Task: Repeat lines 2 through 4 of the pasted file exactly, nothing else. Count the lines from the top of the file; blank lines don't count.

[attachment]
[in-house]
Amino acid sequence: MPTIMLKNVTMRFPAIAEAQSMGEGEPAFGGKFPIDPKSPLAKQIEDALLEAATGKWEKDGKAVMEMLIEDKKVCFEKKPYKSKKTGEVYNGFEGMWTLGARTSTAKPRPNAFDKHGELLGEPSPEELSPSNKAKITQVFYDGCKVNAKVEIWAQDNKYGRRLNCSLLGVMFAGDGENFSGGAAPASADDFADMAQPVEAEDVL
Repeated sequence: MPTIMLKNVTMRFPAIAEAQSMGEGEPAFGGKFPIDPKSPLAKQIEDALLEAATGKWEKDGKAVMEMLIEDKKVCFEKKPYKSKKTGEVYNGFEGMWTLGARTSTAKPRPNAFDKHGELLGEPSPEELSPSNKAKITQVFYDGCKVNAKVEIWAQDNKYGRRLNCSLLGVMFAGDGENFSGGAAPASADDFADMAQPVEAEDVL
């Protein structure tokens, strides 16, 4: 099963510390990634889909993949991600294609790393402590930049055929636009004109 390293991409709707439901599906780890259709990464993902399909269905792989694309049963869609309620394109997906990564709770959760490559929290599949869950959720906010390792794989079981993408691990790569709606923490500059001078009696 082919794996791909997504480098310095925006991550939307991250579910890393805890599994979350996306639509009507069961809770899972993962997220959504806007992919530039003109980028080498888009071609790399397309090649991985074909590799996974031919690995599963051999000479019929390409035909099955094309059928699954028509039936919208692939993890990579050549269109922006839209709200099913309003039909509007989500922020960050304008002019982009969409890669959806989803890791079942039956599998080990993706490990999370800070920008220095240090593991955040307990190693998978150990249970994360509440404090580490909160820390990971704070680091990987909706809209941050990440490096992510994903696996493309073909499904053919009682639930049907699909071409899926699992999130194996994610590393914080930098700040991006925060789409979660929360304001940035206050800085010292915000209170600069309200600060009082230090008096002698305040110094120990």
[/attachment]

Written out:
Amino acid sequence: MPTIMLKNVTMRFPAIAEAQSMGEGEPAFGGKFPIDPKSPLAKQIEDALLEAATGKWEKDGKAVMEMLIEDKKVCFEKKPYKSKKTGEVYNGFEGMWTLGARTSTAKPRPNAFDKHGELLGEPSPEELSPSNKAKITQVFYDGCKVNAKVEIWAQDNKYGRRLNCSLLGVMFAGDGENFSGGAAPASADDFADMAQPVEAEDVL
Repeated sequence: MPTIMLKNVTMRFPAIAEAQSMGEGEPAFGGKFPIDPKSPLAKQIEDALLEAATGKWEKDGKAVMEMLIEDKKVCFEKKPYKSKKTGEVYNGFEGMWTLGARTSTAKPRPNAFDKHGELLGEPSPEELSPSNKAKITQVFYDGCKVNAKVEIWAQDNKYGRRLNCSLLGVMFAGDGENFSGGAAPASADDFADMAQPVEAEDVL
């Protein structure tokens, strides 16, 4: 099963510390990634889909993949991600294609790393402590930049055929636009004109 390293991409709707439901599906780890259709990464993902399909269905792989694309049963869609309620394109997906990564709770959760490559929290599949869950959720906010390792794989079981993408691990790569709606923490500059001078009696 082919794996791909997504480098310095925006991550939307991250579910890393805890599994979350996306639509009507069961809770899972993962997220959504806007992919530039003109980028080498888009071609790399397309090649991985074909590799996974031919690995599963051999000479019929390409035909099955094309059928699954028509039936919208692939993890990579050549269109922006839209709200099913309003039909509007989500922020960050304008002019982009969409890669959806989803890791079942039956599998080990993706490990999370800070920008220095240090593991955040307990190693998978150990249970994360509440404090580490909160820390990971704070680091990987909706809209941050990440490096992510994903696996493309073909499904053919009682639930049907699909071409899926699992999130194996994610590393914080930098700040991006925060789409979660929360304001940035206050800085010292915000209170600069309200600060009082230090008096002698305040110094120990």